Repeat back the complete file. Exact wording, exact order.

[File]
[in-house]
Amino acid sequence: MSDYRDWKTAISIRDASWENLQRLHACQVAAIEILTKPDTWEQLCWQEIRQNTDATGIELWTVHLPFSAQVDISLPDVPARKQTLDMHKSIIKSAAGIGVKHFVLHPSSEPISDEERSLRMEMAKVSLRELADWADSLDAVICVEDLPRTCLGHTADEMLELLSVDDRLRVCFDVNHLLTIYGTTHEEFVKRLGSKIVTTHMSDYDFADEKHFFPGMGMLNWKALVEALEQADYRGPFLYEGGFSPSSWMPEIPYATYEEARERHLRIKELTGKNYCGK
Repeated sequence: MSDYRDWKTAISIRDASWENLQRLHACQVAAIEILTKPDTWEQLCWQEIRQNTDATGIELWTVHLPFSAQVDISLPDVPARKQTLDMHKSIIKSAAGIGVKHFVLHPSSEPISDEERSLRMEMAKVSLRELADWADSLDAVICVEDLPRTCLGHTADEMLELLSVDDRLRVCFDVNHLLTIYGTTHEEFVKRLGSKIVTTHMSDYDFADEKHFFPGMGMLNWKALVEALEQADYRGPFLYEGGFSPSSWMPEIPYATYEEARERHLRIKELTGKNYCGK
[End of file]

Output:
[in-house]
Amino acid sequence: MSDYRDWKTAISIRDASWENLQRLHACQVAAIEILTKPDTWEQLCWQEIRQNTDATGIELWTVHLPFSAQVDISLPDVPARKQTLDMHKSIIKSAAGIGVKHFVLHPSSEPISDEERSLRMEMAKVSLRELADWADSLDAVICVEDLPRTCLGHTADEMLELLSVDDRLRVCFDVNHLLTIYGTTHEEFVKRLGSKIVTTHMSDYDFADEKHFFPGMGMLNWKALVEALEQADYRGPFLYEGGFSPSSWMPEIPYATYEEARERHLRIKELTGKNYCGK
Repeated sequence: MSDYRDWKTAISIRDASWENLQRLHACQVAAIEILTKPDTWEQLCWQEIRQNTDATGIELWTVHLPFSAQVDISLPDVPARKQTLDMHKSIIKSAAGIGVKHFVLHPSSEPISDEERSLRMEMAKVSLRELADWADSLDAVICVEDLPRTCLGHTADEMLELLSVDDRLRVCFDVNHLLTIYGTTHEEFVKRLGSKIVTTHMSDYDFADEKHFFPGMGMLNWKALVEALEQADYRGPFLYEGGFSPSSWMPEIPYATYEEARERHLRIKELTGKNYCGK